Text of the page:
Through the centre, Hands has been assisting around 75 students [over what period] studying and living in the South. Premier Paul Okalik received assistance from the centre to find money for his post-graduate law studies.
Hands’ experience shows post-secondary students from Nunavut need their families to chip in financially, too, and to offer unlimited moral support.
“It’s just so tremendously hard,” said Hands.
Money running out
She helps students find housing and even the basics, like mattresses to sleep on. Tungasuvinggat also organizes recreational activities for students, such as Thanksgiving dinners and regular volleyball sessions on Sunday afternoon.
But the grant from the Department of Indian and Northern Affairs and Human Resources Canada that paid for these activities on a three-year, “experimental” basis has ended, and Hands doesn’t feel confident about the program’s renewal,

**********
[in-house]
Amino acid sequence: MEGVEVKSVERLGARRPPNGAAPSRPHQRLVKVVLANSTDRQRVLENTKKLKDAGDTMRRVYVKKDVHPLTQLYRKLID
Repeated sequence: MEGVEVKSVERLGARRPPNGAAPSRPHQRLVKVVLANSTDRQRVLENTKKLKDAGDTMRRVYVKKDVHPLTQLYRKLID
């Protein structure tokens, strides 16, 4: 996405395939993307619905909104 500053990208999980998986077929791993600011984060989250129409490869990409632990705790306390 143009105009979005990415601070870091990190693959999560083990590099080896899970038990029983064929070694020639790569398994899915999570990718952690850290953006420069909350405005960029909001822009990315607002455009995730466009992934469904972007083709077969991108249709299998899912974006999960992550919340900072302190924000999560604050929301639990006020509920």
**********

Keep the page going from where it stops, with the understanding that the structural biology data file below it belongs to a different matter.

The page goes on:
As this slim support system for post-secondary students falls into jeopardy, programs such as Nuna-Scotia and Nunavut Sivuniksavut are trying to interest more students from Nunavut in pursuing a higher education in the South.
Nuna-Scotia brings graduating high school students from Nunavut to St. Mary’s University in Halifax where they get a three-week introduction to university life and studies.
At Ottawa’s Nunavut Sivuniksavut program, students who have completed high school get a full academic year of preparation before going on to further studies.
Although its participants receive more support than other students in Ottawa, they still grapple with the challenges of surviving on limited means in the South. Access to a few apartments in the Inuit Non-profit Housing in Ottawa has been a key to some Nunavut Sivuniksavut students’ being able to manage.
“I think more support would lead to better results,” said an instructor.
Next year these two programs will start looking around for new sources of funding, too.
That’s when the $39.9 million worth of Nunavut Human Resources Development money stops flowing and the Nunavut government will have to decide where to invest its own limited funds for post-secondary education.